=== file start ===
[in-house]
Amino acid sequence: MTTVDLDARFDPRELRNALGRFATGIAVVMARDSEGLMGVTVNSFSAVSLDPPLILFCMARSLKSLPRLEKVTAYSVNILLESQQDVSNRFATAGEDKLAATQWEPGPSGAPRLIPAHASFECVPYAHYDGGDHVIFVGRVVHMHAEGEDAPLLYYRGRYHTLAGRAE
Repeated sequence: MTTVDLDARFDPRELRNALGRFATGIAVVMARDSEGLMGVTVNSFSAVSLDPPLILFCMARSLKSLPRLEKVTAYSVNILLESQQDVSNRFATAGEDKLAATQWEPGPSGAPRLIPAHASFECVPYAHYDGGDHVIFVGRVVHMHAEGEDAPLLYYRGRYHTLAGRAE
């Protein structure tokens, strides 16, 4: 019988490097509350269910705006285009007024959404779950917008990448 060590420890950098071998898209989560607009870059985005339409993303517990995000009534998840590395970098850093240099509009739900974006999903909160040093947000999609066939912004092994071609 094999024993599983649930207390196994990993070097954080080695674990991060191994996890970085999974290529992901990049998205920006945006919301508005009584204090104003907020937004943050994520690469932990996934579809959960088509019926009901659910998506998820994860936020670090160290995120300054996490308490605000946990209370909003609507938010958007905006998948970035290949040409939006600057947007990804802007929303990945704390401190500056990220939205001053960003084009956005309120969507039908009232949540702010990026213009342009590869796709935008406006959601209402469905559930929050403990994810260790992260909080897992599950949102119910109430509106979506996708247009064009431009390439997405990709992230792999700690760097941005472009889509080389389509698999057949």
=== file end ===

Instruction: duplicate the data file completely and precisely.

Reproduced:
[in-house]
Amino acid sequence: MTTVDLDARFDPRELRNALGRFATGIAVVMARDSEGLMGVTVNSFSAVSLDPPLILFCMARSLKSLPRLEKVTAYSVNILLESQQDVSNRFATAGEDKLAATQWEPGPSGAPRLIPAHASFECVPYAHYDGGDHVIFVGRVVHMHAEGEDAPLLYYRGRYHTLAGRAE
Repeated sequence: MTTVDLDARFDPRELRNALGRFATGIAVVMARDSEGLMGVTVNSFSAVSLDPPLILFCMARSLKSLPRLEKVTAYSVNILLESQQDVSNRFATAGEDKLAATQWEPGPSGAPRLIPAHASFECVPYAHYDGGDHVIFVGRVVHMHAEGEDAPLLYYRGRYHTLAGRAE
């Protein structure tokens, strides 16, 4: 019988490097509350269910705006285009007024959404779950917008990448 060590420890950098071998898209989560607009870059985005339409993303517990995000009534998840590395970098850093240099509009739900974006999903909160040093947000999609066939912004092994071609 094999024993599983649930207390196994990993070097954080080695674990991060191994996890970085999974290529992901990049998205920006945006919301508005009584204090104003907020937004943050994520690469932990996934579809959960088509019926009901659910998506998820994860936020670090160290995120300054996490308490605000946990209370909003609507938010958007905006998948970035290949040409939006600057947007990804802007929303990945704390401190500056990220939205001053960003084009956005309120969507039908009232949540702010990026213009342009590869796709935008406006959601209402469905559930929050403990994810260790992260909080897992599950949102119910109430509106979506996708247009064009431009390439997405990709992230792999700690760097941005472009889509080389389509698999057949």